It has often been observed that most of us incline instinctively to one or another form of heresy. It is why heresy is the most natural (and also the most individually satisfying) thing in the world, while orthodoxy takes effort and requires a whole community of individuals listening to one another and not only to their own inner voices.
I was reminded the other day of my own instinctive pull towards heresy. It was during a seminar. A theologian was reading a learned paper. I listened with the greatest interest and sympathy. I nodded gravely. I made notes in a mental notebook. I grunted agreeably when he quoted St Basil. I smiled with pleasure at his description of the genre of panegyric. He referred to a paper by John O'Malley on the topic. I added it to my mental notebook: Panegyric. Cf. John O'Malley. It was all perfectly splendid.
But then it happened. In a casual aside, the theologian mentioned his automobile. His car. He told a little anecdote involving – of all things – the car. How he had been walking somewhere one day because his car was in the – I hesitate to speak the word out loud – in the garage. How it was getting serviced. How there had been (stop it, I thought, why are you telling us this?) an oil leak. That is why the car was getting serviced. That is why he had been on foot that day, so he told us.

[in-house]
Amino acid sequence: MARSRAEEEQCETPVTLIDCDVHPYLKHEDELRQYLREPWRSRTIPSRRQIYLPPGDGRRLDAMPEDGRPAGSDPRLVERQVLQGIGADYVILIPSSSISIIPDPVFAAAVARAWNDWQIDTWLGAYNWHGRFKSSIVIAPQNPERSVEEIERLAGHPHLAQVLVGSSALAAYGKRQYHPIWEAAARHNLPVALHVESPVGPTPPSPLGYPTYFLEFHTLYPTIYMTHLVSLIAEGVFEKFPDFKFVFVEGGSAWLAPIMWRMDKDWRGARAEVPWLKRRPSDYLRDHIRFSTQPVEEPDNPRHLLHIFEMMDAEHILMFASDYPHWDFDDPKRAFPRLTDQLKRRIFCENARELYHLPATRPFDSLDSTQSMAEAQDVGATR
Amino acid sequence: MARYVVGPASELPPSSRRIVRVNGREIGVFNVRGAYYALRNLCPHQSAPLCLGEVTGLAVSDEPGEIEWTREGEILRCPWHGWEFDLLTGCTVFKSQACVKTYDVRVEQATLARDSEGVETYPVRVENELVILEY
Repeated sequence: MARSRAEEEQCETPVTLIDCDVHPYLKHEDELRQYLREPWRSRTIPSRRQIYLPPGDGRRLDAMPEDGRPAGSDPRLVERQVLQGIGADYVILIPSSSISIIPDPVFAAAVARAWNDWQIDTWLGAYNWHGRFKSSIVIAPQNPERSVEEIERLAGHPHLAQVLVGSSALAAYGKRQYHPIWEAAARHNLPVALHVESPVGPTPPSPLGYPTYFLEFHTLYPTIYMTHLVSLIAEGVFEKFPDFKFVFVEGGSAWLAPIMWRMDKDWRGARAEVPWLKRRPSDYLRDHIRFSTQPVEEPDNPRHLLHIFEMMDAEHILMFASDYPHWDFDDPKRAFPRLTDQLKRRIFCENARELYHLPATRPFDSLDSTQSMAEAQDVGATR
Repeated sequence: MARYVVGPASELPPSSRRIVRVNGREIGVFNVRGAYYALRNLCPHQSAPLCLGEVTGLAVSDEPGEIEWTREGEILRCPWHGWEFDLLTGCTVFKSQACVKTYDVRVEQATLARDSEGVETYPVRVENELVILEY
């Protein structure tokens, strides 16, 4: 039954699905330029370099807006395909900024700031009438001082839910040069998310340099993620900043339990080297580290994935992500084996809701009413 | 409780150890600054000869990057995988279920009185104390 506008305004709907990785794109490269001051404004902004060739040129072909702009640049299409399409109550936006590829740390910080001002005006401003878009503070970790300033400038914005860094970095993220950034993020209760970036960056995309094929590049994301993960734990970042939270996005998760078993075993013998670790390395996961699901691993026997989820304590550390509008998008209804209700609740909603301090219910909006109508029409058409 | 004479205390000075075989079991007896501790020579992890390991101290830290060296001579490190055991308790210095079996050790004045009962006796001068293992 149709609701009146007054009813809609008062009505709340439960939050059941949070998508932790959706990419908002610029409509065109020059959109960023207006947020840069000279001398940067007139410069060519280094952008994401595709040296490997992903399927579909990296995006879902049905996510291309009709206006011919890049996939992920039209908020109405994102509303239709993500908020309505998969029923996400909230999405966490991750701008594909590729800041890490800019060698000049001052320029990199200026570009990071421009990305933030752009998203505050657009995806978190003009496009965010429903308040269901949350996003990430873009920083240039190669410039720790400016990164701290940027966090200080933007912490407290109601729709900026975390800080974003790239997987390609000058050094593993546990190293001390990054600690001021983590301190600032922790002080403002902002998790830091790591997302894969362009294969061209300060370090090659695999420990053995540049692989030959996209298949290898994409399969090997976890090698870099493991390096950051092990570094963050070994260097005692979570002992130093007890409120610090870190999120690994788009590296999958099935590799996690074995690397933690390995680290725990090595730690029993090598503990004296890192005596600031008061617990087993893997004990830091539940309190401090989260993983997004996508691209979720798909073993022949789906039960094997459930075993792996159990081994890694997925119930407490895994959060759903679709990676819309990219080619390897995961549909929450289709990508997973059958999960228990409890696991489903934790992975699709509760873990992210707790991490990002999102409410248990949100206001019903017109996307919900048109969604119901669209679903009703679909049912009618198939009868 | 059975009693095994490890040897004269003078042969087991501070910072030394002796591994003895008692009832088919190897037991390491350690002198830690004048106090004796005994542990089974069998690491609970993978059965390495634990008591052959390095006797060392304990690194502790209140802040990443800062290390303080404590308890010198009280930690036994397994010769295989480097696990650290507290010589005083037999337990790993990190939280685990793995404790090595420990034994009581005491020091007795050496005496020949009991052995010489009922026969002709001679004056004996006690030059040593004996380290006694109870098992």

It took only the merest mention of this car for all my intellectual pleasure to dissipate. I was not pleased with the car. The car did not please me: I cannot emphasise this point enough. I did not want the theologian's car to be mentioned. I wanted St Basil and panegyric and ideas. Not garages. Not oil leaks. Not machines that require servicing.
As I drove my car home afterwards, I reflected on my displeasure and I had to admit to myself that I am, by nature, a Docetist. I am willing to put up (as far as necessary) with the world of the body, but it is the world of the mind that truly interests me. As a boy it was books and not sports that made me feel alive. I rolled up my sleeves to study Plato's dialogues, not to change engine oil. (Even the photo I chose for this post – did you notice? – is of an old car, a classic car, a Platonic black-and-white Ideal Car, not a vehicle that somebody would actually drive.)
I admit this. I confess it. I believe that it is wrong. I do not believe a Docetist like me can enter the kingdom of heaven.
That is why I need to go to church. It is why I need other believers to tell me about their mortgages, their barbecues, their babies' nappies – even, if necessary, their cars. It is why I need to gather around a table with other believers and their bodies, and to have someone stuff a piece of bread into my hands and tell me, The body of Christ, given for you.
I am a heretic by nature, I won't deny it. But the church is orthodox. The church is catholic. And in the church there is even room for a one-sided Docetist like me.